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Match Coverage

The Big Six: England triumph over New Zealand in another Super Over thriller

Ben Gardner by Ben Gardner 3 minute read

Ben Gardner picks out six balls that defined England’s thrilling triumph over New Zealand in the fifth T20I, as they claimed the five-match series by a 3-2 margin.

Colin crunches Curran

0.6 Sam Curran to Colin Munro, SIX

Up top, Sam Curran’s strength is his swing. It’s what brought him early rewards in the first two T20Is, with the left-armer claiming 2-14 in his first two overs across both games. The caveat is, if the ball doesn’t talk, or there’s something stopping him from firing it full, he can be lined up, and that was the case at Eden Park. He dropped short at first, wary of the short straight boundaries, and was hit for two fours. When he finally pitched it up, Colin Munro smashed him back over his head with minimal fuss. The first of a staggering 14 sixes in the innings had been struck.

Mahmood makes his mark

4.2 Saqib Mahmood to Colin Munro, FOUR

Of all of England’s debutants on this tour, Saqib Mahmood has found the step up to international cricket the toughest. Before this game, his eight overs had cost 95 runs, and Sky Sports commentator David Lloyd had suggested before play that he “looks like a red-ball bowler”. His second ball here showed both how misfortune can follow the downtrodden, and that decisive assessments might be too hasty, with a sharp bumper top-edged over the keeper for four. It was just about the first ball a Black Caps batsman had mistimed all innings.

Rashid keeps it tight

5.1, Martin Guptill c Tom Banton b Adil Rashid, 50 (20)

Adil Rashid’s second over would end as the only one of the day to not feature a boundary, and it started with the vital scalp of Martin Guptill, for a 20-ball 50. With some of the shortest straight boundaries in world cricket, by rights Eden Park should be a spinners’ graveyard. But Rashid held his nerve, forced the batsmen to hit to the leg-side, and reaped the rewards.

Banton and Bairstow bamboozled by ball-tracking

0.5, Tom Banton LBW b Trent Boult, 7 (4)

Maybe the right decision was reached in the end. Or maybe it wasn’t. The point is, even after multiple replays of two different deliveries, no one was quite sure. Whatever the reality, Tom Banton was sent on his way, and England had lost a wicket inside the first over, when they would have been desperate for a fast start.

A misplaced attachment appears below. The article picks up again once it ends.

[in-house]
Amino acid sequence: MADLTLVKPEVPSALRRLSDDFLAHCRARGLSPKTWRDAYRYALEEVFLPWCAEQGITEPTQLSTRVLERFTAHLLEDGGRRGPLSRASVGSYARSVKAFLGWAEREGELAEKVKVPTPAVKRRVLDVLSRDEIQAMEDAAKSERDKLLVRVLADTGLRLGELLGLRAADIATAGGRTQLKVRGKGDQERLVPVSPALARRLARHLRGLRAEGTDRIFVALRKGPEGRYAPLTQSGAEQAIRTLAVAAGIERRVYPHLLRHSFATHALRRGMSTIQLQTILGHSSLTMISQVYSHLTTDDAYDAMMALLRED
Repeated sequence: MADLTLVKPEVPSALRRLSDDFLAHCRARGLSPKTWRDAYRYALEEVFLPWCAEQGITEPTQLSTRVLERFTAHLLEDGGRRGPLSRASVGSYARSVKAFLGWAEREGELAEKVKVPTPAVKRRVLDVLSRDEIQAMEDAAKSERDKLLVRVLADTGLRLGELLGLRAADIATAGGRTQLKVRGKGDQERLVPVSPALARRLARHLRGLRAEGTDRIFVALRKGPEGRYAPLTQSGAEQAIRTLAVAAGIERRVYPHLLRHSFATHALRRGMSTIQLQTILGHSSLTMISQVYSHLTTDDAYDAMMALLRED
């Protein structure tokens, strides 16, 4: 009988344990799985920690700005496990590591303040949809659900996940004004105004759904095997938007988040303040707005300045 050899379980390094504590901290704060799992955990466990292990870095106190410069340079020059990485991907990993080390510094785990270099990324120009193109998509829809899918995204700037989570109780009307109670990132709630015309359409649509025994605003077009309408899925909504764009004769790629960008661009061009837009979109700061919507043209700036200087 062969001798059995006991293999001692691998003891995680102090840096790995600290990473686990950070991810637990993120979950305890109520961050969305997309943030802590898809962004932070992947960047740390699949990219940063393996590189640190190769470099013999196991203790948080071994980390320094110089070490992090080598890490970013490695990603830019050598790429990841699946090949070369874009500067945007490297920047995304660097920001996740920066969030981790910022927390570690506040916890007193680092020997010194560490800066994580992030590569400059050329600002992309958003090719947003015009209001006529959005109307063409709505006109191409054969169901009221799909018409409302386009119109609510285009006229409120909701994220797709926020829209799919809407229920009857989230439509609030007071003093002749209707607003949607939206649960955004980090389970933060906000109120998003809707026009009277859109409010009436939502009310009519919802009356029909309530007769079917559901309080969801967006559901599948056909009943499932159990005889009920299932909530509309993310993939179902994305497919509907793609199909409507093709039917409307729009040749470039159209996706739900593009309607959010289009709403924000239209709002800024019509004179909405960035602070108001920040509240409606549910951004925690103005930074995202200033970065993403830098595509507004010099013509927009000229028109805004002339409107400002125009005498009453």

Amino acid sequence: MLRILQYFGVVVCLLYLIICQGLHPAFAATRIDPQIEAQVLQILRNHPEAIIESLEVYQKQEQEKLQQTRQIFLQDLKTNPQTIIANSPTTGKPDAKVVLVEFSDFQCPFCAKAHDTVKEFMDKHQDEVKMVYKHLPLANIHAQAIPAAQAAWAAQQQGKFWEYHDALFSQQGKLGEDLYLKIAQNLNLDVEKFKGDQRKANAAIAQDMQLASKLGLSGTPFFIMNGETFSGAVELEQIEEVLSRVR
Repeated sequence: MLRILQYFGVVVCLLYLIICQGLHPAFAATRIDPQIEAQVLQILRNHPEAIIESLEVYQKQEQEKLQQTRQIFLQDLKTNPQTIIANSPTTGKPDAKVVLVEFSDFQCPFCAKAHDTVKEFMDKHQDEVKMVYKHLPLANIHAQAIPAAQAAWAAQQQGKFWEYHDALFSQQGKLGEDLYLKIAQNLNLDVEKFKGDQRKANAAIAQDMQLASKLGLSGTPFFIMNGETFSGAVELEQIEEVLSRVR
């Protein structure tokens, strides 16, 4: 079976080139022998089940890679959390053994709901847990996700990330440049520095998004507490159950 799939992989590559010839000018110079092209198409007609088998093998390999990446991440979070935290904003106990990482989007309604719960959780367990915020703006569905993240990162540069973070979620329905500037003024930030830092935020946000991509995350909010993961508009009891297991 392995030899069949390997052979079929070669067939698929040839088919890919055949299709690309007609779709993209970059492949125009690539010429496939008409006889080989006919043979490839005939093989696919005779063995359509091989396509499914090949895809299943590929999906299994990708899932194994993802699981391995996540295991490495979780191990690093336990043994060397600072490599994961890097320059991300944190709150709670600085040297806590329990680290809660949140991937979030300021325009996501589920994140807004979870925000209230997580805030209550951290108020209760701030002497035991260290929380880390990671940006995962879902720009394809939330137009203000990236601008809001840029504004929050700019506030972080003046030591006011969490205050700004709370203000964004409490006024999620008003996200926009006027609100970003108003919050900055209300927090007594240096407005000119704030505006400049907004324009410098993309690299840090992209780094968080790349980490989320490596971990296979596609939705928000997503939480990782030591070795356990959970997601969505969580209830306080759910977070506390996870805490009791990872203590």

The Sam Curran gamble pays off

4.1, Scott Kuggeleijn to Sam Curran, FOUR

While keeping in mind this was a mindless 11-over slog at the end of a pointless T20I series, designed for testing out combinations and blooding new players, this felt like a big call. Promoting Sam Curran to No.5, ahead of Sam Billings and Lewis Gregory, who were presumably picked for exactly this type of situation, was quite the show of faith. Should he have eaten up too many balls, Gregory, whose opportunities on this tour have already been limited, would have had reason to feel aggrieved, and after leaving his first – yes, seriously – and nudging singles off his next two, the pressure was on. With his eye in, Curran then carved two fours and two sixes off his next four balls, ending with a customary club over long-off. A trio of Bairstow sixes later, England had their noses in front.

By the barest of Morgans

Super Over, 0.4, Tim Seifert c Eoin Morgan b Chris Jordan

It was a winner-takes-all clash between New Zealand and England, and Ian Smith was on commentary, and this is 2019, the year conventional cricketing logic died, so of course it went to a Super Over. For a time, too, it seemed like our old friend boundary count might be needed again, though this time New Zealand had their noses in front. With 11 needed off three balls, Tim Seifert went big, and as it hung in the air for an age, and Morgan desperately tracked underneath it, the ball seemed destined to fall safe, and for the drama to continue for a couple more balls. But few have ever seemed so analytically in control of their own destinies as England’s captain, and he dove and claimed an over-the-shoulder catch that even Chris Jordan, the bowler on this occasion, would have been proud of.

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